Money is a measure of value; how much money is "in politics" compared with how much is in anything else?
Newt Gingrich -- of whom I am no fan -- used to point out how much money is spent around elections, compared with how much is spent on advertising this or that consumer product. Which is more significant, in the larger scheme of things: who becomes your congressman, or which laundry soap you buy?
My point is, it's not the money, it's the causes for which it's spent.
When I did fundraising for political causes, before entering the seminary, I felt no shame in asking for large checks; if the cause wasn't worthy, then even small amounts would be too much; if it is worthy, then what is "too much" money for a good cause? I'd meet with folks who had money, and who cared about the issue. I'd open the meeting by saying I was there to ask him or her to consider a gift of, say, $10,000 or $50,000 or $100,000. And the person with whom I was meeting would often say, "that's an awful lot of money you're asking for!" and act indignant.
My response? "I know it is, but to tell you the truth, I wish I could ask you for ten times that amount--because of the good we could do with it. But, I went about as far as I thought I could get away with. But I don't apologize for wanting to win this fight, and trying to get there as fast as possible!"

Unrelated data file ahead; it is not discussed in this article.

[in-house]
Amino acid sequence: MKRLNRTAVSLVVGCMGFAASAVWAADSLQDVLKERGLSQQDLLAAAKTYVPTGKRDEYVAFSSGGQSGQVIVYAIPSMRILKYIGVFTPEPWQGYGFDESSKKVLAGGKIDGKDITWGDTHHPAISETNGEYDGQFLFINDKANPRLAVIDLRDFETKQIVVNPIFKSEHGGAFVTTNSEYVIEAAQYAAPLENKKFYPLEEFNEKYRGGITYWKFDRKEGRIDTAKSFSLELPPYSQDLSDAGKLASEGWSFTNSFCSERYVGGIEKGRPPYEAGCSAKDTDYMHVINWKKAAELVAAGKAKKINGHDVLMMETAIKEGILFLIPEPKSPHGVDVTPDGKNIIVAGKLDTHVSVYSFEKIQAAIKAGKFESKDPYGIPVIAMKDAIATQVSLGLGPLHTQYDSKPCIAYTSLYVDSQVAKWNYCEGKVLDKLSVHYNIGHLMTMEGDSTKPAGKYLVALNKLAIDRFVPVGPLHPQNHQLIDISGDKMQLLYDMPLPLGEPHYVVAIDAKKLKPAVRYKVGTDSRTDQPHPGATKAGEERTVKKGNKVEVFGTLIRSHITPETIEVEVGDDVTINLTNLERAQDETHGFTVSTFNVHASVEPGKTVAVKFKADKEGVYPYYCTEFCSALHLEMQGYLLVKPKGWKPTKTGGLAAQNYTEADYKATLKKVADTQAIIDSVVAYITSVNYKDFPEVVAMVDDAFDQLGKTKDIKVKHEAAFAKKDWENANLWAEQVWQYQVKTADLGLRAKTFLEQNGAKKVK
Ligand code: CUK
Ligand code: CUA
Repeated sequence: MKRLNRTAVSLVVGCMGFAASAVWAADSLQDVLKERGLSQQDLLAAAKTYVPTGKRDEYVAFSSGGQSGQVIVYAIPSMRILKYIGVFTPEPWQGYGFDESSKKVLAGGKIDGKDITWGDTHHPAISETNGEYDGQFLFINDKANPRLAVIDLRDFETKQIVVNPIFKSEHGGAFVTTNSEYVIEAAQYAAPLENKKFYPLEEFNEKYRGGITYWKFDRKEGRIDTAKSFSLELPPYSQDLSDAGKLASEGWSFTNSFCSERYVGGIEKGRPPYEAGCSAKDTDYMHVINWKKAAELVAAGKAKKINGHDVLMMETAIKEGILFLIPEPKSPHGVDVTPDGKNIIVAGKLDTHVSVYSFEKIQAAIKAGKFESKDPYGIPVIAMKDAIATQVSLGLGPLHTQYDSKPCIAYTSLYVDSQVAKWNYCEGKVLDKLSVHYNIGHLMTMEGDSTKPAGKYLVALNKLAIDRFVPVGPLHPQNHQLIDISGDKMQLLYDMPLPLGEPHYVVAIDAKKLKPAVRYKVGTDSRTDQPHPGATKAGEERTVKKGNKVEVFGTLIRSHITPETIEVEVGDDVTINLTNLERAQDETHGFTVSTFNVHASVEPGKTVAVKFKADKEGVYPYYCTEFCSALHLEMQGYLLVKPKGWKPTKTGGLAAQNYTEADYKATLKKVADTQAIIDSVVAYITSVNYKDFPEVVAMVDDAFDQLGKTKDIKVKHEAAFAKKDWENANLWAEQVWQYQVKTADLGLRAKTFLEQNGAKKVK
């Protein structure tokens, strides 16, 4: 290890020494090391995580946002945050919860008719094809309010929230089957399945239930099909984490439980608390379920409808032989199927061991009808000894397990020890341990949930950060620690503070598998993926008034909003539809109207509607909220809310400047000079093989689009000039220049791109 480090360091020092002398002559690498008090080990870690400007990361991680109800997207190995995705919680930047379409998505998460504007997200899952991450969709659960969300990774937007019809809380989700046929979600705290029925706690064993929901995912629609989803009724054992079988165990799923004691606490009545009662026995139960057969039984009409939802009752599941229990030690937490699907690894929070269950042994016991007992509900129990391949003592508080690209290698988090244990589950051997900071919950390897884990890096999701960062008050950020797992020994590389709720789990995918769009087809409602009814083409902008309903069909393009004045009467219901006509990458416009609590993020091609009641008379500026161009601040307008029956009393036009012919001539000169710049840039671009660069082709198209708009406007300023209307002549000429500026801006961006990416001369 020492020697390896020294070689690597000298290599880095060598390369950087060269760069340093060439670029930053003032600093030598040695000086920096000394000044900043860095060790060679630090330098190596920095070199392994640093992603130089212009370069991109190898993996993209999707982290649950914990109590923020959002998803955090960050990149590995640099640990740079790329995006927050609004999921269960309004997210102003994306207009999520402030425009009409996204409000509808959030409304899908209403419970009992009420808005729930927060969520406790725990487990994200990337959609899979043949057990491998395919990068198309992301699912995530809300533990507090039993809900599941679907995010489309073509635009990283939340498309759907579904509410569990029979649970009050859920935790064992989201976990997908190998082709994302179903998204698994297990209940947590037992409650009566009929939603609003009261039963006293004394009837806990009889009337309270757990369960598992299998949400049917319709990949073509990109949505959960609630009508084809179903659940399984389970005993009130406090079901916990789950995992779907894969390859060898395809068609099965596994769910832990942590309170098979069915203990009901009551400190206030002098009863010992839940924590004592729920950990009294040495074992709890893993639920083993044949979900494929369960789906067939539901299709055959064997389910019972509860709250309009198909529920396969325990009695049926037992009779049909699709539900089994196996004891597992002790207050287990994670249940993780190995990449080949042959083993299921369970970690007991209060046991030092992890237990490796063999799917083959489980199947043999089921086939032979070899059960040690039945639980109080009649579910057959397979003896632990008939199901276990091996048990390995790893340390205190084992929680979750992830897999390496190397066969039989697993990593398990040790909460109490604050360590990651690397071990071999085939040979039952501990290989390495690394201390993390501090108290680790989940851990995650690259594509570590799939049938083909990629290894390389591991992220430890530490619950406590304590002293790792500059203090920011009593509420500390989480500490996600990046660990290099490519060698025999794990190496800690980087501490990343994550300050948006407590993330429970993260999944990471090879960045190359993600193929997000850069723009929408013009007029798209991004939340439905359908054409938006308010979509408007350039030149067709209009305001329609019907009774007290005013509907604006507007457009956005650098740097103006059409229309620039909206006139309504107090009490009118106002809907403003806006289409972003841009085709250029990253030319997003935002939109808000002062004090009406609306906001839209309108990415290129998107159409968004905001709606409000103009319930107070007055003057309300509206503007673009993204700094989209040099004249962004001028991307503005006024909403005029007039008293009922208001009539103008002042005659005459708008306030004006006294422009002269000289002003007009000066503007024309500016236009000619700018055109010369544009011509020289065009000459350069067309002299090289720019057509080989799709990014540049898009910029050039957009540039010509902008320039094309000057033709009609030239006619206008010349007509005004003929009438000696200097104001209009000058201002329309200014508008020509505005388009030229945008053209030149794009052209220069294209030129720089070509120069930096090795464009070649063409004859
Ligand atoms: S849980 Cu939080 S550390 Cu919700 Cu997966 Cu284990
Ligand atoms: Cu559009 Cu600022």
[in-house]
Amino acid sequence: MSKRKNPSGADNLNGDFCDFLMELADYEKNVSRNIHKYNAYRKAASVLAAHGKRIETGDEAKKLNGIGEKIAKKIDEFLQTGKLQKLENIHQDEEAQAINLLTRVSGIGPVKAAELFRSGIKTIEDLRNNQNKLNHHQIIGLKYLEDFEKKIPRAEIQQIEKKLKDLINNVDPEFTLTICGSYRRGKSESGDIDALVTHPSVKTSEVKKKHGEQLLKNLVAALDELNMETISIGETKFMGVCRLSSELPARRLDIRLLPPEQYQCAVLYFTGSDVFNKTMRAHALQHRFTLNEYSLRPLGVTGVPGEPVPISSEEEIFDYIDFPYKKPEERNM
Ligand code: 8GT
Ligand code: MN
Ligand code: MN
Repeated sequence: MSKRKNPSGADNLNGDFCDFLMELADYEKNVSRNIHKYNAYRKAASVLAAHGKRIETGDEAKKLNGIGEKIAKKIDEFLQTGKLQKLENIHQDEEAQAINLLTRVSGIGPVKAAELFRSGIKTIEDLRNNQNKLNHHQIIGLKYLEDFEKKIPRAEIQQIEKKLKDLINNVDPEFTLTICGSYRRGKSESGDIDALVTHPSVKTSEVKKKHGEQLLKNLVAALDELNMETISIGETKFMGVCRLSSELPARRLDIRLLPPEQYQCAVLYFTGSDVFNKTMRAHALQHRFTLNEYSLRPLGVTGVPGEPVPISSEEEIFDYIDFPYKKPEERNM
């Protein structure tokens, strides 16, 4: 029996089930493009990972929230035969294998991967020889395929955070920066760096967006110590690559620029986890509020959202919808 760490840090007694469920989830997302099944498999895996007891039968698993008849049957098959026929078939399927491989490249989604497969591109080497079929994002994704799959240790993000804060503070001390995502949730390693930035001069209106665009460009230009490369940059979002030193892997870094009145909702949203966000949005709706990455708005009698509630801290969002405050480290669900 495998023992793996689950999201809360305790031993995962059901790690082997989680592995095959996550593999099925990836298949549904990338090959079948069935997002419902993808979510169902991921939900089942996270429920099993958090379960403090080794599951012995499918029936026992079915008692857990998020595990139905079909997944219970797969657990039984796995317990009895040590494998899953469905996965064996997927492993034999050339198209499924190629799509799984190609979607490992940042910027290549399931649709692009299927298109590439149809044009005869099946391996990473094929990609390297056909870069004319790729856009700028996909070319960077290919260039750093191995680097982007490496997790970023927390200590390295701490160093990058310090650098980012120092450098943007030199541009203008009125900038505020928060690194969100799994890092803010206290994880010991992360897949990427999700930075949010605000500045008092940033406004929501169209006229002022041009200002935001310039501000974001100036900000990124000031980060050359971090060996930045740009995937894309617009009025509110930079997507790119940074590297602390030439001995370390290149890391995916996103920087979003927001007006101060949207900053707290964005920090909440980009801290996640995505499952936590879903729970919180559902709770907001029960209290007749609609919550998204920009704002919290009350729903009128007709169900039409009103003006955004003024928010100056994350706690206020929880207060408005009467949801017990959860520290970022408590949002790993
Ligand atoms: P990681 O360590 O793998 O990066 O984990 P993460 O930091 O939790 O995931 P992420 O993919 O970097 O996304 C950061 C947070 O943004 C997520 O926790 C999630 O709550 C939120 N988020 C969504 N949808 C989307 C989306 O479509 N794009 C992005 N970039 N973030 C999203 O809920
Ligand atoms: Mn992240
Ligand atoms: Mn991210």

I know St. Paul is quoted as saying "money is the root of all evil." We can spend all kinds of time examining that passage, how its translated, its context, etc. I think it makes far more sense to say, love of money -- misunderstanding money's place in the larger scheme of things -- is evil.
But this idea persists, and there are similar ideas about other things. Guns, for example, or politics in general, being somehow "dirty" or "bad."
I submit that such thinking is, at its root, fundamentally at odds with a Biblical, and more specifically, Christian (and even more specifically, Catholic) understanding of the world.
In one sense, things are morally neutral -- i.e., their goodness or evilness comes in the use to which they are put (I suppose one can think of things for which no good purpose could be conceived, such as a nuclear bomb, or a biological weapon. Fair enough. But then, the "use" is imbedded in the fashioning of the thing. Even then, one of these days we may have an asteroid heading straight for earth, and perhaps then, for example, we'll have a definitely good use for nukes. In any case, the broader point remains).
On a more fundamental level, all things are essentially good -- they are created realities, and reflect the Creator in some way, and even participate in his existence -- because nothing can exist unless God causes them, at all times, to exist. Nothing -- no, not even the demons in hell! -- are (or can be) intrinsically evil. Rather, "things" and created realities are by nature good, and ordained for good, and have to be twisted or corrupted to become, in some sense, evil. (Thus, the demons in hell are evil insofar as they are once-good creatures who have been so horribly corrupted. Even then -- shocking as it sounds, some good remains in them: they exist, for one; and whatever gifts or abilities God endows spiritual creatures with. There can be no being in which absolutely no good exists.)